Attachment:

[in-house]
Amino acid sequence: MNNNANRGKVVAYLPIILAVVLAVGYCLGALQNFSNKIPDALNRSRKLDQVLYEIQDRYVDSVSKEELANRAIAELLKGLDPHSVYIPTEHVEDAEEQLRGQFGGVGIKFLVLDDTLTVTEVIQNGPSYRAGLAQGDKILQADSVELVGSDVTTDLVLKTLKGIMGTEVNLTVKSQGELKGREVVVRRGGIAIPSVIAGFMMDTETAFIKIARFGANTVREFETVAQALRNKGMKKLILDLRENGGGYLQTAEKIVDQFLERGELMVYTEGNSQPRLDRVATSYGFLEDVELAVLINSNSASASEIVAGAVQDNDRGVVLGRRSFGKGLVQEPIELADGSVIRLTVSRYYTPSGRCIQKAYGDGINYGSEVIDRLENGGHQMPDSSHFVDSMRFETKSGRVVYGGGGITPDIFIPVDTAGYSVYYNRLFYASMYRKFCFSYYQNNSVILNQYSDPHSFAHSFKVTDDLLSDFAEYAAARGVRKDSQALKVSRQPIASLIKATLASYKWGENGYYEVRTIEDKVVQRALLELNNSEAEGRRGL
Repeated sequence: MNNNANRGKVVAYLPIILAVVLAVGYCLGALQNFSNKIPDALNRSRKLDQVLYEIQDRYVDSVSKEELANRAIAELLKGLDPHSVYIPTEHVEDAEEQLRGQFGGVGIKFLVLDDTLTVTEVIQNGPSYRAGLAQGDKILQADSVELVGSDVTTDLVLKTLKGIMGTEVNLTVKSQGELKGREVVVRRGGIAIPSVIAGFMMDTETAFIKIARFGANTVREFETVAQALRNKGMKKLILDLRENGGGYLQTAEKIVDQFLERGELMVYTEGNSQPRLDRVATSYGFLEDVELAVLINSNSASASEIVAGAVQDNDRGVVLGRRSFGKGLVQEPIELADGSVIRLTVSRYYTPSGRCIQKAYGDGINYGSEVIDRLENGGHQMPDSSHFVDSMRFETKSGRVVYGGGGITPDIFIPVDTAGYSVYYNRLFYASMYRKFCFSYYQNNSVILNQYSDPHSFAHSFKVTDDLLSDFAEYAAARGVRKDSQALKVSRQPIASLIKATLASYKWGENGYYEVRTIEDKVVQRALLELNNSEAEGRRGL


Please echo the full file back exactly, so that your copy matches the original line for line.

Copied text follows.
[in-house]
Amino acid sequence: MNNNANRGKVVAYLPIILAVVLAVGYCLGALQNFSNKIPDALNRSRKLDQVLYEIQDRYVDSVSKEELANRAIAELLKGLDPHSVYIPTEHVEDAEEQLRGQFGGVGIKFLVLDDTLTVTEVIQNGPSYRAGLAQGDKILQADSVELVGSDVTTDLVLKTLKGIMGTEVNLTVKSQGELKGREVVVRRGGIAIPSVIAGFMMDTETAFIKIARFGANTVREFETVAQALRNKGMKKLILDLRENGGGYLQTAEKIVDQFLERGELMVYTEGNSQPRLDRVATSYGFLEDVELAVLINSNSASASEIVAGAVQDNDRGVVLGRRSFGKGLVQEPIELADGSVIRLTVSRYYTPSGRCIQKAYGDGINYGSEVIDRLENGGHQMPDSSHFVDSMRFETKSGRVVYGGGGITPDIFIPVDTAGYSVYYNRLFYASMYRKFCFSYYQNNSVILNQYSDPHSFAHSFKVTDDLLSDFAEYAAARGVRKDSQALKVSRQPIASLIKATLASYKWGENGYYEVRTIEDKVVQRALLELNNSEAEGRRGL
Repeated sequence: MNNNANRGKVVAYLPIILAVVLAVGYCLGALQNFSNKIPDALNRSRKLDQVLYEIQDRYVDSVSKEELANRAIAELLKGLDPHSVYIPTEHVEDAEEQLRGQFGGVGIKFLVLDDTLTVTEVIQNGPSYRAGLAQGDKILQADSVELVGSDVTTDLVLKTLKGIMGTEVNLTVKSQGELKGREVVVRRGGIAIPSVIAGFMMDTETAFIKIARFGANTVREFETVAQALRNKGMKKLILDLRENGGGYLQTAEKIVDQFLERGELMVYTEGNSQPRLDRVATSYGFLEDVELAVLINSNSASASEIVAGAVQDNDRGVVLGRRSFGKGLVQEPIELADGSVIRLTVSRYYTPSGRCIQKAYGDGINYGSEVIDRLENGGHQMPDSSHFVDSMRFETKSGRVVYGGGGITPDIFIPVDTAGYSVYYNRLFYASMYRKFCFSYYQNNSVILNQYSDPHSFAHSFKVTDDLLSDFAEYAAARGVRKDSQALKVSRQPIASLIKATLASYKWGENGYYEVRTIEDKVVQRALLELNNSEAEGRRGL